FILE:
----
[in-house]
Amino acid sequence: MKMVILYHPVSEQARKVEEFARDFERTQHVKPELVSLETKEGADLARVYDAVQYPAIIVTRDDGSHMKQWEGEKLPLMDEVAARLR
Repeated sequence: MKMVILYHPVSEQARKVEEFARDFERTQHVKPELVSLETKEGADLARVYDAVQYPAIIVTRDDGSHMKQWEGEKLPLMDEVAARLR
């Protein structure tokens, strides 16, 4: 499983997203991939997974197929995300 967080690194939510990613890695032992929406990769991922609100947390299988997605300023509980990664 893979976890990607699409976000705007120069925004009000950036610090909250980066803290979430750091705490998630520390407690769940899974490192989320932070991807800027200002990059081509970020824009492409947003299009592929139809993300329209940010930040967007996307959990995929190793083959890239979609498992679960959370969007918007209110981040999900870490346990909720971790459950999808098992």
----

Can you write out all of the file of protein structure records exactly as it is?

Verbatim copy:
[in-house]
Amino acid sequence: MKMVILYHPVSEQARKVEEFARDFERTQHVKPELVSLETKEGADLARVYDAVQYPAIIVTRDDGSHMKQWEGEKLPLMDEVAARLR
Repeated sequence: MKMVILYHPVSEQARKVEEFARDFERTQHVKPELVSLETKEGADLARVYDAVQYPAIIVTRDDGSHMKQWEGEKLPLMDEVAARLR
């Protein structure tokens, strides 16, 4: 499983997203991939997974197929995300 967080690194939510990613890695032992929406990769991922609100947390299988997605300023509980990664 893979976890990607699409976000705007120069925004009000950036610090909250980066803290979430750091705490998630520390407690769940899974490192989320932070991807800027200002990059081509970020824009492409947003299009592929139809993300329209940010930040967007996307959990995929190793083959890239979609498992679960959370969007918007209110981040999900870490346990909720971790459950999808098992």